The Pattern

It was while Shah a Razad was telling the fifth tale that she noticed her blouse and the Sultan’s fascination with it, and faltered in her telling.

“..and the mule did what?” the Sultan nudged her shoulder, or maybe it was just an excuse to touch her. “Mule…mule?” Shah’s mind was blank, a dangerous thing to allow to happen if she wanted to keep breathing, wished to still be alive. “Mule, mule!” the Sultan was impatient now, and his anger showed, “you said, Ali Baba’s mule was to smuggle gold into the town, underneath all that straw!” Sultan Es Kandar was shouting by then, red in the face.

“Oh, mule,” Shah quickly improvised, hoping to retain the Sultan’s attention, “the mule had at one time, eighty-five bars of gold, stacked on top of each other, hidden by the yellow of the straw.”

“And no one noticed?”

“No one,” replied Shah, relieved that the Sultan’s face was back to his normal pale colouring. “One little boy did however…”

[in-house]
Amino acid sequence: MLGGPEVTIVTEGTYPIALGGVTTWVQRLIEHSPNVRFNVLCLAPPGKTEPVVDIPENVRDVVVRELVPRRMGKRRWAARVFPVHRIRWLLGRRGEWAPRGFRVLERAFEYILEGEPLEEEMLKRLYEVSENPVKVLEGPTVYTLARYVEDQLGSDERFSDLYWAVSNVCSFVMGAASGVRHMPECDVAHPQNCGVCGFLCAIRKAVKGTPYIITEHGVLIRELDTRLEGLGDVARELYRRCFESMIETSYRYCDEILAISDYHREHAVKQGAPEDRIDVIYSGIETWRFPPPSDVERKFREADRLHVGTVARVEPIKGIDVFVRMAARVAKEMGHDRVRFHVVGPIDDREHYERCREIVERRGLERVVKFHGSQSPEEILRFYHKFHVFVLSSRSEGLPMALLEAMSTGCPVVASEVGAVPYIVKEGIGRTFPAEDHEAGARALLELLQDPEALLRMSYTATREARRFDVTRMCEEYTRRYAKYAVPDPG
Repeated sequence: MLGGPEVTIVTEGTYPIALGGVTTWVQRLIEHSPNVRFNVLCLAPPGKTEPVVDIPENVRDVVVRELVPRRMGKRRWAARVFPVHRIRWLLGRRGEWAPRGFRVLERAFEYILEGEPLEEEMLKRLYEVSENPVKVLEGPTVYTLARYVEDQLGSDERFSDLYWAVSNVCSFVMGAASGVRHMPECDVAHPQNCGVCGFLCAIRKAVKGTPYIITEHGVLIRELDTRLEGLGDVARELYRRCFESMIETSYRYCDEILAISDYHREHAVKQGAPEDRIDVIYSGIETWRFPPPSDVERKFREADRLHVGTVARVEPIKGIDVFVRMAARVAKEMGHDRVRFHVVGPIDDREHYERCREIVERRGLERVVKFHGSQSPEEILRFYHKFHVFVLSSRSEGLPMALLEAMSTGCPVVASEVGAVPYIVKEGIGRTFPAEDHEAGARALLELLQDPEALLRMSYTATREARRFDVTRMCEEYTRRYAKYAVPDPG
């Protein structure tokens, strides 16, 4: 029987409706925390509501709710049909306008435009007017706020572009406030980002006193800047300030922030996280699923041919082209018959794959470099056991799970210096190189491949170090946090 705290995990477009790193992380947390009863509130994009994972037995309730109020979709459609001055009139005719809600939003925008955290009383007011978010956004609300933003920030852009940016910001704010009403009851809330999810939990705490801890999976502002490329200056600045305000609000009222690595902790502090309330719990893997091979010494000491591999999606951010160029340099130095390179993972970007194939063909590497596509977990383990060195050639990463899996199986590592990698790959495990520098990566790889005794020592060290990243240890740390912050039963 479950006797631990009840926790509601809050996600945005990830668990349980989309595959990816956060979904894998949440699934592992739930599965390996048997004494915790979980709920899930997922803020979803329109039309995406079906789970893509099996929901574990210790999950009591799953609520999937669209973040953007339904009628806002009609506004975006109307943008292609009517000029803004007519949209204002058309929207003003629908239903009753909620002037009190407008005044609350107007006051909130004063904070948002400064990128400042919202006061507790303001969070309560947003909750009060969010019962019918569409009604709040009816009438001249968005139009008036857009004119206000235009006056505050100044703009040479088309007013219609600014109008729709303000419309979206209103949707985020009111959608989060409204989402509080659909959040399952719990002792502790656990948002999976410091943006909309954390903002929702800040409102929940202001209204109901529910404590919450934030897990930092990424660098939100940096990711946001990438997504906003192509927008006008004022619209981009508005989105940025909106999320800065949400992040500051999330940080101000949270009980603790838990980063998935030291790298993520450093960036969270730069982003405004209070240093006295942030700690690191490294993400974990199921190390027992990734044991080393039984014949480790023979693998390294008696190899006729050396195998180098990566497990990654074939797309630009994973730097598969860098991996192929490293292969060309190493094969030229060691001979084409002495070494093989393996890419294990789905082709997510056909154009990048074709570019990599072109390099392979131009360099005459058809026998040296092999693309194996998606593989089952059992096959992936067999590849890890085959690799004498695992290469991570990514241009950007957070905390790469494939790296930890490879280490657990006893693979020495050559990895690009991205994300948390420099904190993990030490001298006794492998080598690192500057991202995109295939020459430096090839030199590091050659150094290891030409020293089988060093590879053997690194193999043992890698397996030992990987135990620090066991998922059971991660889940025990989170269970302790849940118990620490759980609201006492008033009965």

Shah did not expect the Sultan to remain awake for much longer. As fond as he was of the variations in her entertainment, the grief that he had carried for so long always burdened his eyelids and closed them long before the cock greeted the Fajr and the muezzin stirred.

“And how did the little boy know?” Sultan Es Kandar, ruler of Mahderabaad for seventeen years was feeling more generous with his patience now, and began to lightly trace the flower pattern intricately embroidered on the front of Shah’s silk red blouse.

“The mule’s lungs, your Highness,” Shah was decidedly nervous then, and perhaps more than slightly aroused noticing the contrast of the Sultan’s finger against the deep scarlet of the embroidery, “the mule’s lungs were hugely inflated, my Sultan, from exertion far greater than required for just straws – that was how the boy noticed.”

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